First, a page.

Renewables Changed Bitter AC-DC Rivals to Successful Marriage

Thomas Edison and his Direct Current “DC” technology lost the historical so-called “War of the Currents” to Alternating Current “AC” in the 1890s that was championed by the Edison rivals Nikola Tesla and George Westinghouse. The argument was AC was far more efficient at transmitting electricity over long distances.

Edison, inventor of light bulb and the world’s first DC power distribution system in 1882 was not totally wrong to insist on the needs for DC distribution grid. The technological advantages of AC over DC at that time dedicated the success and expansion of AC power distribution grids initially developed in 1886 by Westinghouse and Stanley with major inputs from Nikola Tesla. An AC power system allowed voltages to be “stepped up” by a transformer for distribution, thus reducing power losses, and then “stepped down” by a transformer for consumer use. The AC technology became gradually mature for large-scale grid up-scaling. However, the advances of DC power distribution for long-distance power transmission took a revival in 1954 when the Swedish company ASEA, predecessor of ABB, the Swiss maker of power and automation equipment, linked the island of Gotland to mainland Sweden with high-voltage DC lines.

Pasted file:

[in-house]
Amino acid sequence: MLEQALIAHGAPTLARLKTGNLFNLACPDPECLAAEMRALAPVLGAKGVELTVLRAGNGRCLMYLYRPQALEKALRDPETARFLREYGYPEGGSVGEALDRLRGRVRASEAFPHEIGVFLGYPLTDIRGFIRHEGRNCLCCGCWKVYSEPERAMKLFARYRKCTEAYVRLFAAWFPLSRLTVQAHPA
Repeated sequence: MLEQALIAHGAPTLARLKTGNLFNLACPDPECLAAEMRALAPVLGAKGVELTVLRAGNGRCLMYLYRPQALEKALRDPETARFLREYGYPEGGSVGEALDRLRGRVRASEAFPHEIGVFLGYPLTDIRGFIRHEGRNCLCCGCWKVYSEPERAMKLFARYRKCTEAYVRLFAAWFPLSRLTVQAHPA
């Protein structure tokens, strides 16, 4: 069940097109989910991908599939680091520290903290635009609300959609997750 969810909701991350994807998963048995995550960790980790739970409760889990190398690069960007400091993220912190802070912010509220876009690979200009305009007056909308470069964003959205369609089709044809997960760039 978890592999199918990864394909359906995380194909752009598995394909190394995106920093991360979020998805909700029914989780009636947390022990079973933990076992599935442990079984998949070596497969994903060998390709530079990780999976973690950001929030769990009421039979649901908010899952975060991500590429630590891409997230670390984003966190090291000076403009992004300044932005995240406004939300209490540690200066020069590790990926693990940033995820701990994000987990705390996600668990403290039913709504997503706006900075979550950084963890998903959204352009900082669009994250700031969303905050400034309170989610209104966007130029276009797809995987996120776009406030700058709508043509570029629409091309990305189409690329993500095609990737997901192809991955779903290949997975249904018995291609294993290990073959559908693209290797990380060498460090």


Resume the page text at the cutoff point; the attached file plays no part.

However, by late 19th century science and technology was too blind to recognize the problems associated with the use of fossil fuel, e.g. coal, oil and gas, for production and distribution of electric power. During the 20th century it has been an accelerating pile-up of threats not only from fossil fuel consumption what regards the green-house impacts on climate, but also the associated impacts on water resources from fossil fuel production in form of enormous and irreversible environmental pollution and degradation of ecological and water qualities.  With birth of renewables, e.g. solar, wind, geothermal, hydropower and wave power, and the continuous advances in associated DC and smart technologies the advantages of DC distribution grids became once more apparent. They are economic for high-voltage and high-capacity runs over very long distances, they are better suited to handle the electricity produced by solar and wind farms, which starts out as direct current.

Follow the emerging needs for transformation to renewables and the implementation of more sustainable management policies.

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